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understand dns

Posted on 2014-04-27
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Last Modified: 2014-05-06
I have installed active directory , dns and dcpromo etc etc on windows 2008 r2

my ip settings for this server are:

static ip: 192.168.0.2
subnet mask :255.255.255.0
default gateway: 192.168.0.1

prefered DNS: 192.168.0.2

My problem is with the nslookup commands - see below, comments included.


Microsoft Windows [Version 6.1.7601]
Copyright (c) 2009 Microsoft Corporation.  All rights reserved.

C:\Users\Administrator>nslookup
DNS request timed out.
    timeout was 2 seconds.
Default Server:  UnKnown
Address:  ::1

> exit

(I should get the server or ip address thrown back to me of THIS server as it is the DNS Server)





C:\Users\Administrator>nslookup 192.168.0.2
Server:  UnKnown
Address:  ::1

*** UnKnown can't find 192.168.0.2: Non-existent domain


(This should throw back the FQDN of the DNS server - i.e. THIS server)






C:\Users\Administrator>nslookup server1.local
Server:  UnKnown
Address:  ::1

Name:    server1.local
Address:  192.168.0.2


(here I am doing an nslookup on the domain -  why does it say server unknown?)




C:\Users\Administrator>nslookup win2k8r2
Server:  UnKnown
Address:  ::1

Name:    win2k8r2.server1.local
Address:  192.168.0.2

(This throws back the correct data I believe)
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Question by:Ikky786
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8 Comments
 
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Assisted Solution

by:Cliff Galiher
Cliff Galiher earned 250 total points
ID: 40026342
You need to set up refers lookup zones and PTR records. Or reverse lookups won't work. That explains why your 192.168.0.2 failed AND why "unknown" is being returned as the DBS server name. The address ::1 is the IPv6 loopback address and has no server name associated with it.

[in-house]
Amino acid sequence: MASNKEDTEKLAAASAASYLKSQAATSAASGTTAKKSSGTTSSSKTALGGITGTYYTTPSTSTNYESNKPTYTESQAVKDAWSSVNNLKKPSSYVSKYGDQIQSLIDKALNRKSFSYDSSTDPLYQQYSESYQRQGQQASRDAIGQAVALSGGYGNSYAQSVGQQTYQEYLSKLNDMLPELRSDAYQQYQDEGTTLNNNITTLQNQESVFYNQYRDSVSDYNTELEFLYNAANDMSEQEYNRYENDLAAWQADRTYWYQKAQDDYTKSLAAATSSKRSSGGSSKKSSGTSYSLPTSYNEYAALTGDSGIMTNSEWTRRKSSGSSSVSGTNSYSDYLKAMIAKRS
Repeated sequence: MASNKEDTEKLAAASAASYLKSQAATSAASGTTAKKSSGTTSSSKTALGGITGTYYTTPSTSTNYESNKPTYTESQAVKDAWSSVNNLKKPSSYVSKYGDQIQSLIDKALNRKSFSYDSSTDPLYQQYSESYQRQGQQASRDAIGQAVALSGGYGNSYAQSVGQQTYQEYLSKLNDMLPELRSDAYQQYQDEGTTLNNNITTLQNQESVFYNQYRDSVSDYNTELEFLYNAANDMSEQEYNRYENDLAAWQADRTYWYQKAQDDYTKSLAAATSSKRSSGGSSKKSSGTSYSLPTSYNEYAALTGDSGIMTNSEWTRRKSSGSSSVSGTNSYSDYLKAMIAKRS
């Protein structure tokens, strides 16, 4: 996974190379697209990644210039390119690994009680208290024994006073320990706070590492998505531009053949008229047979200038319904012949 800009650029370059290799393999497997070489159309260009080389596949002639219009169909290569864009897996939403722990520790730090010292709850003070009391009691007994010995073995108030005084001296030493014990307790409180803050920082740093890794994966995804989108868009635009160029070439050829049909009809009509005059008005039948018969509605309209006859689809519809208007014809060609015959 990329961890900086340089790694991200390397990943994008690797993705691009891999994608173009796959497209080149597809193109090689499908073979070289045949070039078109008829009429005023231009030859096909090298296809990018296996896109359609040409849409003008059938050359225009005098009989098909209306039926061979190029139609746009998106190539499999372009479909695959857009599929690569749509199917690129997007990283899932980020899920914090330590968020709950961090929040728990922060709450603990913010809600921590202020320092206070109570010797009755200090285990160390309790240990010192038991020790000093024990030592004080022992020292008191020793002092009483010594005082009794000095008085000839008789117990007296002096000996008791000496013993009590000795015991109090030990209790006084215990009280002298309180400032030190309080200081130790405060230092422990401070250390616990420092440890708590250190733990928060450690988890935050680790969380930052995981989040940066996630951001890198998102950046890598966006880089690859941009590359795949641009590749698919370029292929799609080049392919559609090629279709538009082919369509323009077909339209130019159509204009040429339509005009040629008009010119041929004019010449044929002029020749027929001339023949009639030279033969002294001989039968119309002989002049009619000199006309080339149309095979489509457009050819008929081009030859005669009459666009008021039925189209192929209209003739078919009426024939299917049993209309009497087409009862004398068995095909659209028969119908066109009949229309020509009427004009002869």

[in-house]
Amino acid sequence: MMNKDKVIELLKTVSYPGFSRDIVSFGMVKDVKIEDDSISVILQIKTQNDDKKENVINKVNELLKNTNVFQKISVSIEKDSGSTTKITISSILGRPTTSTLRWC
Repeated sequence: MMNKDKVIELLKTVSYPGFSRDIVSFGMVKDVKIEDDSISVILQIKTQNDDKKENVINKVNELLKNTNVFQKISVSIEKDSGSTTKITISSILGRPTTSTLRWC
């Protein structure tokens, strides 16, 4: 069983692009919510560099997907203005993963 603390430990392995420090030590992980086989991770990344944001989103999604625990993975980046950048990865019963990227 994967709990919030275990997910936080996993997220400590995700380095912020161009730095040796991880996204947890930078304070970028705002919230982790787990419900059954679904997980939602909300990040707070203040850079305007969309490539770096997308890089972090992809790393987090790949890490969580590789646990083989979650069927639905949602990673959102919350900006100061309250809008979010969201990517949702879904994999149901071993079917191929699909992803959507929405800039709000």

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by:Trenton Knew
ID: 40026344
Do yourself a favor and turn off IPv6.  It's more headache than it's worth, and nobody is using it in the real world.

start/run/ncpa.cpl

local area connection properties

TCP/IP v6, untick
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by:Delete
Delete earned 250 total points
ID: 40026360
Cliff Galiher is correct and creating and populating a reverse DNS zone with the DNS servers PTR records as he suggested will resolve your question.

When promoting a Domain Controller with DNS only the Forward zones are automatically created as they are needed for AD to function.  Reverse zones on the other hand aren't absolutely necessary and therefore are left for you to manually create.
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Author Comment

by:Ikky786
ID: 40026361
PTR record worked - many thanks everyone.

followed this guide -

http://www.rickygao.com/how-to-solve-nslookup-shown-unknown-for-the-default-dns-server/


To be honest I would like to know what each option means - I dont like to follow guides without learning what is actually going on in the background.
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LVL 9

Expert Comment

by:Trenton Knew
ID: 40026363
which options?
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Author Comment

by:Ikky786
ID: 40026368
the difference between primary zone, secondary zone, etc
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by:Delete
Delete earned 250 total points
ID: 40026373
If you truly want to learn what each option means and what is happening in the background then I suggest first understanding what DNS is and how it works.  There are plenty of short books, blogs, and articles available that will help with this.  One example is: http://www.amazon.com/DNS-BIND-5th-Edition-Cricket/dp/0596100574

Once you understand the concepts and underlings of DNS, then continue on to understand Windows DNS.  Example: http://technet.microsoft.com/en-us/library/cc728412(v=ws.10).aspx

You can even just use that second link to get a broad overview of both items.
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Cliff Galiher earned 250 total points
ID: 40028412
Justin has provided some good resources and I concur. Nothing replaces a good book if you really want to "dig in" on how DNS works.

With that said, I feel I have to follow up on some advice given here. Please do *not* disable IPv6. There are plenty of "wrong" ways to disable it, and even if you do it right, Microsoft doesn't recommend it (officially stated here:)

http://blogs.technet.com/b/netro/archive/2010/11/24/arguments-against-disabling-ipv6.aspx

Note that the article was written in 2010, and as they allude to in the last few paragraphs, support for IPv6 is being baked in now into products. I can tell you first-hand that there are services that now expect IPv6 to be running and you often end up with worse performance, or downright breakage, if you disable IPv6, even if you disable it properly.

Core features still revert to IPv4, but many roles and services increasily rely on IPv6, so you end up spinning unnecessary cycles troubleshooting. There was a time when disabling IPv6 might've been valid advice. But in the 2008 R2/Win7/2012+ era, it is increasily a bad idea and will only become more convoluted moving forward.
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